One of my nephews plays guitar through the School of Rock. I really like the teaching philosophy of this place: it's as authentic as it gets. Of course, they have the enviable advantage that all the kids who learn there do so by choice, which is the definition of intrinsic motivation. But their approach is to organize real shows in real venues around town, and then as soon as the students are ready to perform at a basic level, they are sorted into one or more "bands," and assigned certain numbers in the show. This model puts these inexperienced musicians into a totally authentic, but rather high-stakes, position. When they practice, they do so to learn, but also to spare themselves and the other kids in their band any embarrassment. The pressure, especially the peer pressure, to perform well is intense, and the results are impressive.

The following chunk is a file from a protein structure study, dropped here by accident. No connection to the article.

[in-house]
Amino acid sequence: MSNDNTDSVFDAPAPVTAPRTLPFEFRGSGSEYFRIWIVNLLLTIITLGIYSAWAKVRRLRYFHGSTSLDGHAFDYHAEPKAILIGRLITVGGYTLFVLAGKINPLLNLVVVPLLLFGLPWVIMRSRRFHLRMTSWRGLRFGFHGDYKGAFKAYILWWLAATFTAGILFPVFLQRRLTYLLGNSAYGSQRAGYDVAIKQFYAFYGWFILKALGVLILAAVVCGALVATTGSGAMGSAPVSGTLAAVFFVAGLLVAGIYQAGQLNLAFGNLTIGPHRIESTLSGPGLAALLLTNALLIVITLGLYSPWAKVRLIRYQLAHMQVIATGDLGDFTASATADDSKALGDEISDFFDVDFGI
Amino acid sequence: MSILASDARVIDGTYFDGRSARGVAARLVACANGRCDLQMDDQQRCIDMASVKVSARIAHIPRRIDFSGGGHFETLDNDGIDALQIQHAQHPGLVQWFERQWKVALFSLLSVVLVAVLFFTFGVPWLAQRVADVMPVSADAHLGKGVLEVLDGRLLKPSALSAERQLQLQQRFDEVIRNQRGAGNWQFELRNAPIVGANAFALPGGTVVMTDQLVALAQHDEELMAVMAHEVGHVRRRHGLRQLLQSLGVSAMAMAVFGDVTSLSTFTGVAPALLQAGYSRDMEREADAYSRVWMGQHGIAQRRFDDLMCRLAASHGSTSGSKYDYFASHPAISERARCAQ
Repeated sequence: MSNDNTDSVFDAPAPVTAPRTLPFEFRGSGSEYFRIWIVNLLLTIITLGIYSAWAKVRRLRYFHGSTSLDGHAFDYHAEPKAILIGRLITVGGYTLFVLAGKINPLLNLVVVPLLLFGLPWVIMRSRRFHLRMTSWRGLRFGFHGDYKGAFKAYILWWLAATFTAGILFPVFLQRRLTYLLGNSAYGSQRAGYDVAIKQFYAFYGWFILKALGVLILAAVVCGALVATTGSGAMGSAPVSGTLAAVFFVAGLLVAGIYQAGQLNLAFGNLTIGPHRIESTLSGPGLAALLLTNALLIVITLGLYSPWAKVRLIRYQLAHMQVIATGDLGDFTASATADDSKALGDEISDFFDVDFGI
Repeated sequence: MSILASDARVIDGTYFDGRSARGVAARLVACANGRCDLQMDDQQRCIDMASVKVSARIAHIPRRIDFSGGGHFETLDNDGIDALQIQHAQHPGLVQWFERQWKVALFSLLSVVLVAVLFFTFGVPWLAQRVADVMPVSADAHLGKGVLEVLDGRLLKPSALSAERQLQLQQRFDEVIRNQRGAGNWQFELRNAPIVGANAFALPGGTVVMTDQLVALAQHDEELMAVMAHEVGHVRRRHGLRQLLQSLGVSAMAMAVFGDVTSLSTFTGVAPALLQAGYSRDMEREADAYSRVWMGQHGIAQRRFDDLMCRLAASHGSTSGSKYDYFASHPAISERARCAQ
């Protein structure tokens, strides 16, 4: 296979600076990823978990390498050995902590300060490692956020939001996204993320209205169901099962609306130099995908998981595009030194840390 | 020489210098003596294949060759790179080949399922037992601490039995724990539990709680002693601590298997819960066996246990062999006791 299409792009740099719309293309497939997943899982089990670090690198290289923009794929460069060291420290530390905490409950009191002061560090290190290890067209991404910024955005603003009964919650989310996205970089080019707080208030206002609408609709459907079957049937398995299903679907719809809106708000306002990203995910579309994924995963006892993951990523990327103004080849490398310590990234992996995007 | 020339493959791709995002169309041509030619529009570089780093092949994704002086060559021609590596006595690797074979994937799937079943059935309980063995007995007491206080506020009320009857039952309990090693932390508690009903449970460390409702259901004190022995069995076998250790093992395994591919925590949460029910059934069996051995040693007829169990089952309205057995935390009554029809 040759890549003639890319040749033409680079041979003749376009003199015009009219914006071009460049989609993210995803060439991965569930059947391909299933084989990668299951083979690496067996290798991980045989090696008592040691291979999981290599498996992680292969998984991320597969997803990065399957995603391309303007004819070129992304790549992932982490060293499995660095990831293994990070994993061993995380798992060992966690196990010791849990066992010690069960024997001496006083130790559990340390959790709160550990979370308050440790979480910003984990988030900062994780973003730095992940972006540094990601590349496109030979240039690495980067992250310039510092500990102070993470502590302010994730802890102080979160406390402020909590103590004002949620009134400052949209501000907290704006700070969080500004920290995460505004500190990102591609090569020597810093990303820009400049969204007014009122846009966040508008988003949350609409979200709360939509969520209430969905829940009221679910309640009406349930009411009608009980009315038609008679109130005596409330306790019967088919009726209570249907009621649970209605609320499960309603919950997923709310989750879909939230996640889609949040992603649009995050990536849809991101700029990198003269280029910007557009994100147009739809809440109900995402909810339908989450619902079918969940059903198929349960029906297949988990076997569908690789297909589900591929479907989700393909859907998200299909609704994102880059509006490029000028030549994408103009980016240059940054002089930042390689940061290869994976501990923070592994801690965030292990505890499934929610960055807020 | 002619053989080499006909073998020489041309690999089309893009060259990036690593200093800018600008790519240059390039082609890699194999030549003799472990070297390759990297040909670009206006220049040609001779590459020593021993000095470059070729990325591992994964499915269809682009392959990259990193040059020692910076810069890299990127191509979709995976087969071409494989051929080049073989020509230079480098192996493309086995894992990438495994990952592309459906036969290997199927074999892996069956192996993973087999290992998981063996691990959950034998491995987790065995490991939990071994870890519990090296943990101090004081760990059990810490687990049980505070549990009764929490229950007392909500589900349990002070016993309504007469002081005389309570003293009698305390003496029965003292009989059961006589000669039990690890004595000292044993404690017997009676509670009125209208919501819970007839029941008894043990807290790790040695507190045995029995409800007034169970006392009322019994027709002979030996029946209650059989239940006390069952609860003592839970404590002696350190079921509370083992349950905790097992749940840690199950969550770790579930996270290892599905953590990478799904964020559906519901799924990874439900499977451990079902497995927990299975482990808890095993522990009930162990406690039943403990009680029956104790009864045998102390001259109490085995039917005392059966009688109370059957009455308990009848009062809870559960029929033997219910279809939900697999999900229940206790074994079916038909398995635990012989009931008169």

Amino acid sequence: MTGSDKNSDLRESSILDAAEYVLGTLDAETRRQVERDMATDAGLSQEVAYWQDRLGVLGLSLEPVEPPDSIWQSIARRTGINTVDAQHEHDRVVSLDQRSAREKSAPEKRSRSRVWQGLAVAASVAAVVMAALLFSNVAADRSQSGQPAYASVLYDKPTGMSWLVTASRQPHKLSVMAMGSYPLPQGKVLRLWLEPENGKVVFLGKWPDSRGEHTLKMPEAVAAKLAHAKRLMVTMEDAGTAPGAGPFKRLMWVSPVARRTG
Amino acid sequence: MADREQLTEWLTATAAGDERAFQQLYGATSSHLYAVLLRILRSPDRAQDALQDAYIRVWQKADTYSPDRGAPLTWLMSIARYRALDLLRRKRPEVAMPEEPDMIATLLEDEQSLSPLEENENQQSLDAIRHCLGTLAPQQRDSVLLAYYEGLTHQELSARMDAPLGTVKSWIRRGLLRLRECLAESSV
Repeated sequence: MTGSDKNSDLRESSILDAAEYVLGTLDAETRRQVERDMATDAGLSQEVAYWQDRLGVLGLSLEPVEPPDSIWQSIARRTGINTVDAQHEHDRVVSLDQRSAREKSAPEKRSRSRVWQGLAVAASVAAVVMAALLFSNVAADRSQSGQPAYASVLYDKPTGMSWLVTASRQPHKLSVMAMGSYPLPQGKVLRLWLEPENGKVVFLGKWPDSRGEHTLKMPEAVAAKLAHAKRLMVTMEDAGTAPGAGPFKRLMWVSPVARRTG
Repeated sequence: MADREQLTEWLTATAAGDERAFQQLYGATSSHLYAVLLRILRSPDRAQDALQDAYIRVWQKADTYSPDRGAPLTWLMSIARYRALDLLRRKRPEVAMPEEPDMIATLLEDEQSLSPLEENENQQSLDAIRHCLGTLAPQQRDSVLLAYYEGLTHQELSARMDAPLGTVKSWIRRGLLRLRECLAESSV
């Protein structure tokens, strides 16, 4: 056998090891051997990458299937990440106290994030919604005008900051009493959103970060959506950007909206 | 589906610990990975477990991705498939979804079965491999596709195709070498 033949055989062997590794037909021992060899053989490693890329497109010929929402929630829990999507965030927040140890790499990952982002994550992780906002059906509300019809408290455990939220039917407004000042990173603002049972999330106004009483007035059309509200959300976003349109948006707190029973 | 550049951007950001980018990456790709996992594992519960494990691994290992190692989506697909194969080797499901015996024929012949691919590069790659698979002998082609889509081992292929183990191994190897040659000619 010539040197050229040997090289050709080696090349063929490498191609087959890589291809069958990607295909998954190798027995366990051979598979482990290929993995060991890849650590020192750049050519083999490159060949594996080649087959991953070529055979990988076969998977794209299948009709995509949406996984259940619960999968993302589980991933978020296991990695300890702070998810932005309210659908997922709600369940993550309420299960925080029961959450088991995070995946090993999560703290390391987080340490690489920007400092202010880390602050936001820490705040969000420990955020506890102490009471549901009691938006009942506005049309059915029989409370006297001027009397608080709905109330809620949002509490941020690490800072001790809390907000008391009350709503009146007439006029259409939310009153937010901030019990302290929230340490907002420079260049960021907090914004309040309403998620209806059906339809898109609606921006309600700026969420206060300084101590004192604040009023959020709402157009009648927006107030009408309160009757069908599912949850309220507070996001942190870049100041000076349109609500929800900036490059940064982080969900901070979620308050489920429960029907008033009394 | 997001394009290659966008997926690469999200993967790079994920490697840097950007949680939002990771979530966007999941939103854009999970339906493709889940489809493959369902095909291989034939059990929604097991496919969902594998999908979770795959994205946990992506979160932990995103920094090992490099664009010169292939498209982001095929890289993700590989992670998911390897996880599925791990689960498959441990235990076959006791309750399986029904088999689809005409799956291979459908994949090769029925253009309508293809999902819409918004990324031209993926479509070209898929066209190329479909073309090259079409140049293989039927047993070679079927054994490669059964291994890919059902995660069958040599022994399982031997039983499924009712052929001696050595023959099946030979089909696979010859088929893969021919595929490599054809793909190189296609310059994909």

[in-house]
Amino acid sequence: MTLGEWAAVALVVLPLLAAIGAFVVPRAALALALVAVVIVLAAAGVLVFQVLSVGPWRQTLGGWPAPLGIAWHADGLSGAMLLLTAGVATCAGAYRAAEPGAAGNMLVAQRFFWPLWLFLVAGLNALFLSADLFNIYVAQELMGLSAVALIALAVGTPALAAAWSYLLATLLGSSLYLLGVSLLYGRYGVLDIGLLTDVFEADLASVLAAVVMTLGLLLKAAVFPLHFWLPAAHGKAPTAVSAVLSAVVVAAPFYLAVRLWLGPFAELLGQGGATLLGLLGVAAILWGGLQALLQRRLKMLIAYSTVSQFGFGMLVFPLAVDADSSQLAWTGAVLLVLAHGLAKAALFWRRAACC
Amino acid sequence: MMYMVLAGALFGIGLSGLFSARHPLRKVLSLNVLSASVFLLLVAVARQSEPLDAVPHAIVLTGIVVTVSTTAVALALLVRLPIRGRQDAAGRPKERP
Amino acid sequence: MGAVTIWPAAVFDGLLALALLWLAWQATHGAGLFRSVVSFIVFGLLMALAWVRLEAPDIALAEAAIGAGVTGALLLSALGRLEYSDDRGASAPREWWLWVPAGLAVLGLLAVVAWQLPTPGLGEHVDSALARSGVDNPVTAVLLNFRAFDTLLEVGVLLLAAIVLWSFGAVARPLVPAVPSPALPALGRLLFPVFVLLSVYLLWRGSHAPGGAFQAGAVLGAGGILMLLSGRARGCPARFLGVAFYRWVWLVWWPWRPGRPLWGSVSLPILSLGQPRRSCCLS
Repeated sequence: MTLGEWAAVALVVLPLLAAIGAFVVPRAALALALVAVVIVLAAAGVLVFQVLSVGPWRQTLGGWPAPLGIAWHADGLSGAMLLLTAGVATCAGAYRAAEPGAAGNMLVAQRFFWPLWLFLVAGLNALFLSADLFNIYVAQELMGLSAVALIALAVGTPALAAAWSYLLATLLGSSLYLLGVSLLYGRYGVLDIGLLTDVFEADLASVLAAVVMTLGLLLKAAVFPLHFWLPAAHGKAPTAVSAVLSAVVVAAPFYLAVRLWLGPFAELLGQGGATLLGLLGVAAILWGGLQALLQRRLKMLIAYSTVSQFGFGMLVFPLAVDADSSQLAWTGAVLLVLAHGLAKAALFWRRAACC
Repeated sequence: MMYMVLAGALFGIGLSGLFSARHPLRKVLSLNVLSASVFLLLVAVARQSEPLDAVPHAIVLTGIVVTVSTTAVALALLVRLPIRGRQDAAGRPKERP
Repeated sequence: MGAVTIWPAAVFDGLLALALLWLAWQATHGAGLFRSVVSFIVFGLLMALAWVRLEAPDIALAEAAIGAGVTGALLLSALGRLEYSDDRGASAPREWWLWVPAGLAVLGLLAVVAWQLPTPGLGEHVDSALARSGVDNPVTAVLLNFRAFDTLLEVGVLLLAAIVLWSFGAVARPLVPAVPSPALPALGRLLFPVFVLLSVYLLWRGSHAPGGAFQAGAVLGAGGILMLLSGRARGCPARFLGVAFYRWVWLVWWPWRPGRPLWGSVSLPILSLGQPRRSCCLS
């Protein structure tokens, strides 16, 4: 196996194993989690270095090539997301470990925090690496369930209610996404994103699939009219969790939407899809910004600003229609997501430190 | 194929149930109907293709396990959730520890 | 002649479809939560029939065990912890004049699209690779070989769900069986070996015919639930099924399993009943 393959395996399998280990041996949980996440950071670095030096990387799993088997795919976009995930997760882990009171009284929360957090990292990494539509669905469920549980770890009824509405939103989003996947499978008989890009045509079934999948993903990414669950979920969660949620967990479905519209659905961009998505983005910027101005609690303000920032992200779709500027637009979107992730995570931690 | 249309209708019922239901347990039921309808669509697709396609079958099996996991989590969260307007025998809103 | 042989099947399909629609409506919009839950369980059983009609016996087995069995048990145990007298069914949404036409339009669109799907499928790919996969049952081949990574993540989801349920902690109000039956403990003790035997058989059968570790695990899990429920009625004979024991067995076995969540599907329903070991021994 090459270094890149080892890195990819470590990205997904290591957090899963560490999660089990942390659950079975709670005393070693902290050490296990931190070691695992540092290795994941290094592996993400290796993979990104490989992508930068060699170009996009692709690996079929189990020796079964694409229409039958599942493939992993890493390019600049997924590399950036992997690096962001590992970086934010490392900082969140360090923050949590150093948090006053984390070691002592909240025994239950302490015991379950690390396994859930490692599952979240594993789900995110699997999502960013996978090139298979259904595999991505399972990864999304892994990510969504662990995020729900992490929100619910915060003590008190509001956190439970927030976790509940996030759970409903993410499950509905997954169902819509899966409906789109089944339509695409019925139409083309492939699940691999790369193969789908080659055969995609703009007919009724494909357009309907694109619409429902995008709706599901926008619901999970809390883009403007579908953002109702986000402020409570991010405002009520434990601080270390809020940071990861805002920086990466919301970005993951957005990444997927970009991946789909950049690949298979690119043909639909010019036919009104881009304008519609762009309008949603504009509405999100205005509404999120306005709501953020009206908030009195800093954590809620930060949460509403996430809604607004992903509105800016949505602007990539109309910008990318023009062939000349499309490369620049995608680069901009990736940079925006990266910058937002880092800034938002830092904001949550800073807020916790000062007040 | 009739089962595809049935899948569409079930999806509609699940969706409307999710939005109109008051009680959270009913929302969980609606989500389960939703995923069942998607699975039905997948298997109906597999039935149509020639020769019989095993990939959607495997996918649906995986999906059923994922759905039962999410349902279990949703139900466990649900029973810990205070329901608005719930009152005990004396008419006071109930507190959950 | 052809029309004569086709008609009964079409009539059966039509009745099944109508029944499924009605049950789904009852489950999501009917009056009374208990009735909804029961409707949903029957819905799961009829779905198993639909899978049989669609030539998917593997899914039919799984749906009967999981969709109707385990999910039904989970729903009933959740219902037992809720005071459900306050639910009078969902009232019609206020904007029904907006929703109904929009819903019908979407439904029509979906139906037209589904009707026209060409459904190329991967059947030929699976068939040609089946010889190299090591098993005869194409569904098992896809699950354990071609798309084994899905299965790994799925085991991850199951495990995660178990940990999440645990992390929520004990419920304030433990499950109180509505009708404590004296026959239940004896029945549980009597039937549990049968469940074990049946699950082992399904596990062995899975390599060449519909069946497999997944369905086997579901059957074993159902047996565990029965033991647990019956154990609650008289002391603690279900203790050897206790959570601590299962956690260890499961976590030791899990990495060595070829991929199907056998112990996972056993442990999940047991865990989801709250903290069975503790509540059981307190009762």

Every time I see one of their shows, like the Hendrix tribute tonight, I realize that as jargony as the word authentic has become, its real power is undiminished. Sometimes, instead of paying attention to the music, I find myself thinking about the applications of such an approach to teaching and learning writing. Oh, I know that the parallels are far from exact: starting with the element of choice, moving on to the popularity of performances, and ending up with how commonplace collaboration is, these are three attractive elements of rock music that not a lot of writing shares. Even so, I believe that it is possible to help students appreciate (and even love!) writing and engage in it willingly, to find real places for them to share and publish their writing, and to create a supportive community of writers who encourage and collaborate with each other. That's where my mind went tonight when it wandered away from All Along the Watch Tower and didn't return until Purple Haze-- to the strategies and lessons I could use to make those things happen. Who knows? The results could be impressive.